A mirror leaning against a wall with a pillow, throw blanket and a pile of books on the floor

I am the queen of small spaces. I have a family of six. We are many, but our home is small. We have all that we need. Yet, I won’t tell a lie—especially since the pandemic began—I have begun to feel the lack of space.

During the long, winter months, we are inside for many hours. I knew when we moved to this house that I would need at least one space just for me. My nook is the size of a small closet (not one of those walk-in closets that could be your first-born’s nursery).

I have a small, comfortable chair, a weighted blanket, a tiny side table and a footrest. My current reading list fluctuates from the side table to my nightstand. Much of my house is dedicated to the needs of others. Yet, this small space has meaningful quotes, poems and photos on the wall that are just for me.

Much of my house is dedicated to the needs of others. Yet, this small space… is just for me.

I keep earbuds close. If my family is noisy, then I turn on white noise or classical music and read. Some days, if I do not have the patience or time for a novel, I pull up a David Whyte or Mary Oliver poem on my phone and read for a few moments while taking deep, full breaths. 

The idea of a reading nook is to create space for the pause of life. I have busy days, and my body is wired kinesthetically to move a great deal. It takes me a bit to settle into reading, but there is something nurturing about leaving my digital distractions, slowing my body and opening a real, paper book.

I have an e-reader but sometimes crave the feeling I had as a teenager when I would plow through a whole book (and what felt like a whole new world) in one afternoon. A physical book with white pages, a stiff binding and a tangible cover are grounding.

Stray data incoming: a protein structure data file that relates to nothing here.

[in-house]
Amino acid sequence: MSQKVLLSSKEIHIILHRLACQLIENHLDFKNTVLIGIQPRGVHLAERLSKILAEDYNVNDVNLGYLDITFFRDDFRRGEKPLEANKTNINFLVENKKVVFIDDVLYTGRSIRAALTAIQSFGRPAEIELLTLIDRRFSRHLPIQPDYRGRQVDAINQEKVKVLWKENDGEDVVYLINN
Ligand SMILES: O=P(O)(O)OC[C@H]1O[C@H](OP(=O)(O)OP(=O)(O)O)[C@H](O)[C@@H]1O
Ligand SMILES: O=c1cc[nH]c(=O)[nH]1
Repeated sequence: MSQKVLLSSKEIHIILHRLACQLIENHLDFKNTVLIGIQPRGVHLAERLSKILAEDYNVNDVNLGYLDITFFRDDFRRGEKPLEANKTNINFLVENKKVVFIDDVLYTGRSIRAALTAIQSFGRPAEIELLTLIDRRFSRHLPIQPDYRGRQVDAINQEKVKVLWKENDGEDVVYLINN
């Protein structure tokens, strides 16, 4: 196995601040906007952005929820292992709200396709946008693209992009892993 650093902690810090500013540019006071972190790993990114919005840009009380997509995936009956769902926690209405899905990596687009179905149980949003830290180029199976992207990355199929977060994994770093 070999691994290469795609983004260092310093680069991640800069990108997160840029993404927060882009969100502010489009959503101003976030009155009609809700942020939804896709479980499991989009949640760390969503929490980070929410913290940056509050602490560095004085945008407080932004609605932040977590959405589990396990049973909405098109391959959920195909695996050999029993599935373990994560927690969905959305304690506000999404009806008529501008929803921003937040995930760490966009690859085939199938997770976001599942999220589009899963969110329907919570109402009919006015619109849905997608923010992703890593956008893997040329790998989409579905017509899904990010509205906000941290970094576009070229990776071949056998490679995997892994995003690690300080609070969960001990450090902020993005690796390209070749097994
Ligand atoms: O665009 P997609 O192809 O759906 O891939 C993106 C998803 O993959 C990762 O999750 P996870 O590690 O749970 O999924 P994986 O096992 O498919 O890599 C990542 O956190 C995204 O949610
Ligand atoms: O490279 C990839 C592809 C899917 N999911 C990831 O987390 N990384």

A physical book with white pages, a stiff binding and a tangible cover are grounding. 

Follow your whimsy as you create a reading nook.

Here are a few questions to consider when creating your own reading nook:

  • What space in your home can you imagine snuggling into?
  • What textures, fabrics, smells and art seem to resonate in your heart?
  • Do you have a chair or floor pillow you could repurpose for the space? I have a meditation pillow that I use on my lap as a prop for my book or at my feet as a footrest.
  • Do you plan to share your nook?

Here are a few simple ideas to help you get started:

  • Use corner shelves or a sturdy basket to collect family reading favorites.
  • Stack throw pillows in a corner to use on the floor as extra seating or to support your back.
  • Collect blankets of different weight and texture to soothe tired bodies.

As fall rounds the corner and winter comes up just behind it, a reading nook can become a sacred space for the intentional pause. It could also double as an additional learning space or just a place to breathe while the rest of the world whirls on by. 

Do you have a reading nook in your home? What details did you focus on when creating it?

Image via Tony Li

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  1. You describe my tiny home office perfectly! Thank you for the fresh ideas and for helping me appreciate the gift that it is. Blessings to you, Dear One!

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